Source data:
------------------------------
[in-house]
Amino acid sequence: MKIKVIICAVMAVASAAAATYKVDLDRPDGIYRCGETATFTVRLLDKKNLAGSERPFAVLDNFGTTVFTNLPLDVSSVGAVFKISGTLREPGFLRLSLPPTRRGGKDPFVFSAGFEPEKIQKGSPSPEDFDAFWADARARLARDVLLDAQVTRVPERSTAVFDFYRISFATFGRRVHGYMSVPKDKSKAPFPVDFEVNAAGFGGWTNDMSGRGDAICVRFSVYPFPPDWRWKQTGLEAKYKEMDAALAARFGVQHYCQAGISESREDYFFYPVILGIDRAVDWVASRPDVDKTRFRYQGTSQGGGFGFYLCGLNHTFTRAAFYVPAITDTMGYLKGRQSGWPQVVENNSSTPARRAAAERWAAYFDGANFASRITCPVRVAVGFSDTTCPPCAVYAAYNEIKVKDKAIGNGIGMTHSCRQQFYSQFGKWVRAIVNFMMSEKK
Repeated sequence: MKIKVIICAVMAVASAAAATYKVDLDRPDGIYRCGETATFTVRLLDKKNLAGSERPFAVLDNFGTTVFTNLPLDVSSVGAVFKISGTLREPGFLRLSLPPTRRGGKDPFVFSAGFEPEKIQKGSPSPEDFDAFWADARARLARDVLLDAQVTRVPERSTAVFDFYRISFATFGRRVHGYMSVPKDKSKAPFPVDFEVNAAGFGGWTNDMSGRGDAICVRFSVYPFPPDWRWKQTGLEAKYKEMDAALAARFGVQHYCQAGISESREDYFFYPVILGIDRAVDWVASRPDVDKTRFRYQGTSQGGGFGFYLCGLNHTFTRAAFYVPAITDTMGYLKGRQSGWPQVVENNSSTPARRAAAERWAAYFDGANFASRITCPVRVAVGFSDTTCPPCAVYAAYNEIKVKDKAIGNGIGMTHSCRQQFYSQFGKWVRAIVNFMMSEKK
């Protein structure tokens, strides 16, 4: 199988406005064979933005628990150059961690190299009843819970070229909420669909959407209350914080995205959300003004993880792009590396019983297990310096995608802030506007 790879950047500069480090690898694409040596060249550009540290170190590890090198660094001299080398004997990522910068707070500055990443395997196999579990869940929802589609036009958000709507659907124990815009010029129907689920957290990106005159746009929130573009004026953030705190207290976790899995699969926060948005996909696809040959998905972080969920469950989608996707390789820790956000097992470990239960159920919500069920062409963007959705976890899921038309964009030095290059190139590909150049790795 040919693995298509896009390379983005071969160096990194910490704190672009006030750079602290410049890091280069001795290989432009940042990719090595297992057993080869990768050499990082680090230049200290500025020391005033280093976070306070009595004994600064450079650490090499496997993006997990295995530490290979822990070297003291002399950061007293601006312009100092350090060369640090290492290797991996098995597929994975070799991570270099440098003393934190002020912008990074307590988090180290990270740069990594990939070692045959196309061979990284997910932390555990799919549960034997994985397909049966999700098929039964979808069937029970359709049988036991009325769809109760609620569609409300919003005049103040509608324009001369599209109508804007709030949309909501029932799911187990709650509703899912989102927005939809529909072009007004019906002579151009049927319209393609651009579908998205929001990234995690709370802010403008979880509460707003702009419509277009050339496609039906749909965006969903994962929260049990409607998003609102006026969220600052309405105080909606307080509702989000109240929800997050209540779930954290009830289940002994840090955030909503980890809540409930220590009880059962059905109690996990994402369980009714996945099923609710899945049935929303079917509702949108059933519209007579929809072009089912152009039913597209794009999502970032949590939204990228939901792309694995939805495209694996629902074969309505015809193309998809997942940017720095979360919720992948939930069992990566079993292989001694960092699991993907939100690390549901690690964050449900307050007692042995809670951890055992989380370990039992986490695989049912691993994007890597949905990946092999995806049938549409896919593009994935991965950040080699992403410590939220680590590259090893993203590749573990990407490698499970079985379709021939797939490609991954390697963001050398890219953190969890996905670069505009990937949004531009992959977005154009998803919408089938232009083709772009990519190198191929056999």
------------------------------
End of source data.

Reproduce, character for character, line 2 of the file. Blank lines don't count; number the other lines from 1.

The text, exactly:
Amino acid sequence: MKIKVIICAVMAVASAAAATYKVDLDRPDGIYRCGETATFTVRLLDKKNLAGSERPFAVLDNFGTTVFTNLPLDVSSVGAVFKISGTLREPGFLRLSLPPTRRGGKDPFVFSAGFEPEKIQKGSPSPEDFDAFWADARARLARDVLLDAQVTRVPERSTAVFDFYRISFATFGRRVHGYMSVPKDKSKAPFPVDFEVNAAGFGGWTNDMSGRGDAICVRFSVYPFPPDWRWKQTGLEAKYKEMDAALAARFGVQHYCQAGISESREDYFFYPVILGIDRAVDWVASRPDVDKTRFRYQGTSQGGGFGFYLCGLNHTFTRAAFYVPAITDTMGYLKGRQSGWPQVVENNSSTPARRAAAERWAAYFDGANFASRITCPVRVAVGFSDTTCPPCAVYAAYNEIKVKDKAIGNGIGMTHSCRQQFYSQFGKWVRAIVNFMMSEKK